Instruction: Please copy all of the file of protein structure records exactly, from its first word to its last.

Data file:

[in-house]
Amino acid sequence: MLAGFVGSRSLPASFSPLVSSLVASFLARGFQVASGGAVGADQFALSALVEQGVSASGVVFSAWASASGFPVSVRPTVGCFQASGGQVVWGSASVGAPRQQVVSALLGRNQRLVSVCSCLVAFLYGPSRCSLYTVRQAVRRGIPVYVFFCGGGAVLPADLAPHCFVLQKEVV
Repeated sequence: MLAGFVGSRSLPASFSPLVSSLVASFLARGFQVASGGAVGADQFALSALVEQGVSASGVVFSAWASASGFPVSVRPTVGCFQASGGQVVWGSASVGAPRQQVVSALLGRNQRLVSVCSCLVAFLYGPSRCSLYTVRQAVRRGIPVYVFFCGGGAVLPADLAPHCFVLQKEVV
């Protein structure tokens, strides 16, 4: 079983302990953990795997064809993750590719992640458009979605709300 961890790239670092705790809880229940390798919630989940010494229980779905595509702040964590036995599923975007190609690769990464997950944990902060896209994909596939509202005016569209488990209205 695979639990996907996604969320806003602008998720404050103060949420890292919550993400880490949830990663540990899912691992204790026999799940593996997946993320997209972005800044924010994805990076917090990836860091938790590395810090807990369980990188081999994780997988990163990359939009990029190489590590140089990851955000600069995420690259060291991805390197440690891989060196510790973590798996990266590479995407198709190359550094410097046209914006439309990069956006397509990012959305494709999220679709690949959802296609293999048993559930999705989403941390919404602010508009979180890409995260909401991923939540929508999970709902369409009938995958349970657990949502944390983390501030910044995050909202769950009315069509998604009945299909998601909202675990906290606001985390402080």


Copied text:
[in-house]
Amino acid sequence: MLAGFVGSRSLPASFSPLVSSLVASFLARGFQVASGGAVGADQFALSALVEQGVSASGVVFSAWASASGFPVSVRPTVGCFQASGGQVVWGSASVGAPRQQVVSALLGRNQRLVSVCSCLVAFLYGPSRCSLYTVRQAVRRGIPVYVFFCGGGAVLPADLAPHCFVLQKEVV
Repeated sequence: MLAGFVGSRSLPASFSPLVSSLVASFLARGFQVASGGAVGADQFALSALVEQGVSASGVVFSAWASASGFPVSVRPTVGCFQASGGQVVWGSASVGAPRQQVVSALLGRNQRLVSVCSCLVAFLYGPSRCSLYTVRQAVRRGIPVYVFFCGGGAVLPADLAPHCFVLQKEVV
């Protein structure tokens, strides 16, 4: 079983302990953990795997064809993750590719992640458009979605709300 961890790239670092705790809880229940390798919630989940010494229980779905595509702040964590036995599923975007190609690769990464997950944990902060896209994909596939509202005016569209488990209205 695979639990996907996604969320806003602008998720404050103060949420890292919550993400880490949830990663540990899912691992204790026999799940593996997946993320997209972005800044924010994805990076917090990836860091938790590395810090807990369980990188081999994780997988990163990359939009990029190489590590140089990851955000600069995420690259060291991805390197440690891989060196510790973590798996990266590479995407198709190359550094410097046209914006439309990069956006397509990012959305494709999220679709690949959802296609293999048993559930999705989403941390919404602010508009979180890409995260909401991923939540929508999970709902369409009938995958349970657990949502944390983390501030910044995050909202769950009315069509998604009945299909998601909202675990906290606001985390402080």